Email is a great way to engage with clients, and you don’t need to be an expert marketer to get results. All you need is strategy, a customer avatar, and the right journey.
Figuring out your email marketing strategy is an art. And when you find the sweet spot, your email marketing is going to start delivering on traffic, qualified leads and revenue.
This post is for the business owner who is already using email marketing. With this post I aim to help you improve your email performance. These tactics will increase your open rates, which in return translate to a more engaged and happier audience, and an increase in sales. You will learn about personalization tactics, split testing and using your audience’s content consumption habits.
If you’re just starting and are wondering if email marketing could work for you, please read these articles first:
Before you jump to the fun part, here’s an important detail:
To know if you have a low open rate, you have to compare it against the benchmarks. These vary depending on your industry and country. In general, an average open rate for US senders across all industries is 17%.
Your email open rate is affected by different things. Deliverability, from name, time of day, and preheader text are all important—but no factor is quite as important as your subject line.
Here are 3 tactics to improve your email open rates right away:
1. Know your audience’s habits
There’s a lot to know about your audience and if you don’t have a customer avatar, that’s where you need to start. Knowing who you’re talking to is essential if you want your email marketing to actually deliver results.
Think about what your audience’s every day schedule is like. Are you addressing stay-at-home-moms with toddlers? If so, their daily routine is different than that of a student’s or a mom with kids in school. Moms with toddlers have a limited time window to spend on their phones (or laptops) vs a student who, with the exception of class hours, they would be on their phones or laptops all day long, and even more at night when they need to study for exams.
Think about whether your audience has an office job. If so, it’s likely that they would open their emails during office hours, and more from their desktop than a personal phone.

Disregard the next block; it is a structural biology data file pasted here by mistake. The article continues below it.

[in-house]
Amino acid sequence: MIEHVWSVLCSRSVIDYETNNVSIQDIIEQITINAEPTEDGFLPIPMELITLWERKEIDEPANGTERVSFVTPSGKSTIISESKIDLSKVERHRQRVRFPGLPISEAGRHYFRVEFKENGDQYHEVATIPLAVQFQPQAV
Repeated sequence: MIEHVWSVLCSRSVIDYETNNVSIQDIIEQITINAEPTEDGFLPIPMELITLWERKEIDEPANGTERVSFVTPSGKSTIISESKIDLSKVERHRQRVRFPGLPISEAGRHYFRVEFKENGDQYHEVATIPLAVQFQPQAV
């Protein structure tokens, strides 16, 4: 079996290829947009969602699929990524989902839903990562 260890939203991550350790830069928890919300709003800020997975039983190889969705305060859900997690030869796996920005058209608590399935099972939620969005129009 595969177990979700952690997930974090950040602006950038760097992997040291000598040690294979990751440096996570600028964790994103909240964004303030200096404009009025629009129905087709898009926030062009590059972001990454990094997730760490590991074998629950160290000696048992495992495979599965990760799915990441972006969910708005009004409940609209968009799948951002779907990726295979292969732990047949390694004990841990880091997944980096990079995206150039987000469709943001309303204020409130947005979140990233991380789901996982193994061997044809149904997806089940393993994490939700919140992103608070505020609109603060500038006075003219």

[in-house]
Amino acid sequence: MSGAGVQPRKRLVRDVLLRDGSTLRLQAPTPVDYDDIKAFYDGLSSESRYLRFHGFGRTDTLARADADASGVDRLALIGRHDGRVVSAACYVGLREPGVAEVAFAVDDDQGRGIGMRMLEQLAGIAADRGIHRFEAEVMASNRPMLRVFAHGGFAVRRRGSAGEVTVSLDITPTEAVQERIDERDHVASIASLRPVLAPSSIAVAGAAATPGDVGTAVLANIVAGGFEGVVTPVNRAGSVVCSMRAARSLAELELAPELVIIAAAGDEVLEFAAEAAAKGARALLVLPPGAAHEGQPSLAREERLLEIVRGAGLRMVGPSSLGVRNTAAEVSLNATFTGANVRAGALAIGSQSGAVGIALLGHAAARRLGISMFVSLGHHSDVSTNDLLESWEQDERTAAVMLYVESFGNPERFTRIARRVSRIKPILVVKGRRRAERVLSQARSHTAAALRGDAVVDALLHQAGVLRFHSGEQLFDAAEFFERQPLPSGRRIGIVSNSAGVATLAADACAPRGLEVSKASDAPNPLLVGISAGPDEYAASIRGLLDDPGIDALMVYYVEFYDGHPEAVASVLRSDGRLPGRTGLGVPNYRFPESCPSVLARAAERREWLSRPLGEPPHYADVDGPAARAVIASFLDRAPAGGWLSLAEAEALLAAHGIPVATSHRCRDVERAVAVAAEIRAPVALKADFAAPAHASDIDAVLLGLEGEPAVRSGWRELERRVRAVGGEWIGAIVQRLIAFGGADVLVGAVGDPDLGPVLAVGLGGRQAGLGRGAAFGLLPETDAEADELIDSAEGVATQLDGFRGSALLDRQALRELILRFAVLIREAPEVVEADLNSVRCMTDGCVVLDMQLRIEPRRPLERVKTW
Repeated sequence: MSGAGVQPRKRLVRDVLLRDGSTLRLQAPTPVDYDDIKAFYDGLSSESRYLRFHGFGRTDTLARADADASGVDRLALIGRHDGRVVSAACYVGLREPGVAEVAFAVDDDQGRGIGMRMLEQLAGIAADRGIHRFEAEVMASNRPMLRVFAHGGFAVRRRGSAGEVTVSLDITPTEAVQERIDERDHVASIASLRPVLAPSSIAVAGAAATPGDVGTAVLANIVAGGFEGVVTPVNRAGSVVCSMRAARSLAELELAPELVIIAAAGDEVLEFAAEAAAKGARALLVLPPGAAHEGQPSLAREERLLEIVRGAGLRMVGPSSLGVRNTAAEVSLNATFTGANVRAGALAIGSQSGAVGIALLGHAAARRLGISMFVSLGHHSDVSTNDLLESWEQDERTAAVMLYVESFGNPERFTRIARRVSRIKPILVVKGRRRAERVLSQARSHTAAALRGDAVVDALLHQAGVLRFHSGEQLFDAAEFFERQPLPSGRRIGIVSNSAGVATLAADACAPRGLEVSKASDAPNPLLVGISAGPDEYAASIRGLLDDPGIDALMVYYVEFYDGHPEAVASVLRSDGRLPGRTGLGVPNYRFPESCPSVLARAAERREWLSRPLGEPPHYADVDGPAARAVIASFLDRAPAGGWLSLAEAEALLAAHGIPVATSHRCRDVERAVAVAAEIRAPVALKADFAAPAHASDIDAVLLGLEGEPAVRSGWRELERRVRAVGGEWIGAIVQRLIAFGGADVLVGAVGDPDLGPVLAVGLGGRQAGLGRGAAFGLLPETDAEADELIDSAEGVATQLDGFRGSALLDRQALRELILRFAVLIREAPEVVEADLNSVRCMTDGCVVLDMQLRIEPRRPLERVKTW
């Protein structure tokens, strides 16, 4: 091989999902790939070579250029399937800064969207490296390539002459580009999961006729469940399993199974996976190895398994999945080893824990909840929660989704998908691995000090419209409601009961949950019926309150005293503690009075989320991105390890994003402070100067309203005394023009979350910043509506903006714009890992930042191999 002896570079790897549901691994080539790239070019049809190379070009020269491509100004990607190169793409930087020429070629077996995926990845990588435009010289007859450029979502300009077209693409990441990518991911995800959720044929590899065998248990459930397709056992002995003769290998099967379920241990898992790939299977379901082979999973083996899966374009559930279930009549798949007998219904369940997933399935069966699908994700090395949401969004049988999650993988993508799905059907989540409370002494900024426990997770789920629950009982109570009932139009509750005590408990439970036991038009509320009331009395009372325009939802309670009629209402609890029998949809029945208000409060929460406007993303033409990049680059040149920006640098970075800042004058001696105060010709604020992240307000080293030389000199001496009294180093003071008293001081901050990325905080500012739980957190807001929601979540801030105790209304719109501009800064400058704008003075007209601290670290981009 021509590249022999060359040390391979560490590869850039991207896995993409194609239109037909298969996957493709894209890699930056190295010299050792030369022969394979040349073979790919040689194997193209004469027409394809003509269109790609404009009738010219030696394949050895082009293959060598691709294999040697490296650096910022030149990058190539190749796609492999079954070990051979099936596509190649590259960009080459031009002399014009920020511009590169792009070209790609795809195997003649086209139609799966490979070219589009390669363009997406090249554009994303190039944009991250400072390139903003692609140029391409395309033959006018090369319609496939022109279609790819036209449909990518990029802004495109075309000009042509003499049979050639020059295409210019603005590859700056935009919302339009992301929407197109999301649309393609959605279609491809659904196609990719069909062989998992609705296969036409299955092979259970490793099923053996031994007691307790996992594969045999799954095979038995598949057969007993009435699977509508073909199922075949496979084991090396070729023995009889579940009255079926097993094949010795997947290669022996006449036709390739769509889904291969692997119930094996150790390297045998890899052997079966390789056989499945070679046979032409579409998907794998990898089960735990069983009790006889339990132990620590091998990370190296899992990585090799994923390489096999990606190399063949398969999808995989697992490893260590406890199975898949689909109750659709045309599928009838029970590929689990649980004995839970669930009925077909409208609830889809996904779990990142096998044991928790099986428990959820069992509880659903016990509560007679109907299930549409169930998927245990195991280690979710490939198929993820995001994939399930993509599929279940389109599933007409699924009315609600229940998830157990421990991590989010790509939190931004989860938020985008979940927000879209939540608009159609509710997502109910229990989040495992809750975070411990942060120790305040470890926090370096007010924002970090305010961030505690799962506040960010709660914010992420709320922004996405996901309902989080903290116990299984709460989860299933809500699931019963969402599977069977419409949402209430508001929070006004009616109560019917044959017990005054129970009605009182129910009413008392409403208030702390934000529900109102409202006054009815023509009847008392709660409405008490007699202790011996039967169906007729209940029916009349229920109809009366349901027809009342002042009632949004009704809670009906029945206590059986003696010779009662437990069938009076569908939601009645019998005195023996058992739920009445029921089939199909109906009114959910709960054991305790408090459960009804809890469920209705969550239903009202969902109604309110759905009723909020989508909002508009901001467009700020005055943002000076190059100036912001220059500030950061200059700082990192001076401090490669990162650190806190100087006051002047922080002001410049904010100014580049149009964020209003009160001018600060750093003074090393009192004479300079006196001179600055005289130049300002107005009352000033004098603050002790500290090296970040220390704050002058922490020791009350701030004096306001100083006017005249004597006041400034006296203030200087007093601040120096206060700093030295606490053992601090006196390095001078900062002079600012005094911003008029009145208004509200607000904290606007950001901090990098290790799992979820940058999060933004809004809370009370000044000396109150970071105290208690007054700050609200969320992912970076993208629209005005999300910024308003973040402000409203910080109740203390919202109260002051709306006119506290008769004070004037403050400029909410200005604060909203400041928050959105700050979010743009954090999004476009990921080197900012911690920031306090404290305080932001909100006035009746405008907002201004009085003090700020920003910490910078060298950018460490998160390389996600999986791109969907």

If your target audience is a business owner when would they have the time to check their inbox and welcome your message?
How about the day of the week? Weekends are usually spent outdoors or with family when it comes to employees. On the other hand, Sundays or Mondays are great to send emails to business owners because that’s when they’re the least busy.
Identify your audience’s demographics and age. Are they teenagers, adults, parents, retirees? This impacts their content consumption behavior.
If you’re struggling with this, you can look at two reports to figure out what are some of your audience’s habits around digital and email consumption.
Go to your email marketing software and look at the overall report for your campaigns by country and then region. That should show you where your audience is located in the world and you can use that report to decide on timing (West Coast vs East Coast)
Go to your Google Analytics, Acquisition report, and select Email channel and a one year time interval. Look at the days you’re seeing traffic from this channel.
If you still can’t make sense of when your audience likes to consume email content, then ask in a survey. Make it simple. If you’re using Typeform, you can embed the first question of the survey within the actual email. If you’re using Mailchimp, you can send a one-question survey, which could be as simple as: “When would you like to receive my newsletter?”
With that in mind, you can compare your current open rate with the benchmarks provided by CampaignMonitor, showing rates by day of the week and US industries.
2. The simplest hack to improve low open rates instantly
If tactic no.1 is a work-in-progress, this tactic can improve your open rates on the spot. According to Experian, emails with personalized subject lines are 26% more likely to be opened, and Rich Relevance found that revenue is 5.7 times higher in emails that employ personalization.
Personalization is using a detail relevant to the recipient to draw their attention and make it look like that email was specifically sent to them. If you’re looking at increasing your open rates with this tactic, then you need a personalized subject line.
Here are a few examples of personalized subject lines
Your unrealistic expectations, NAME…
NAME, open this before midnight!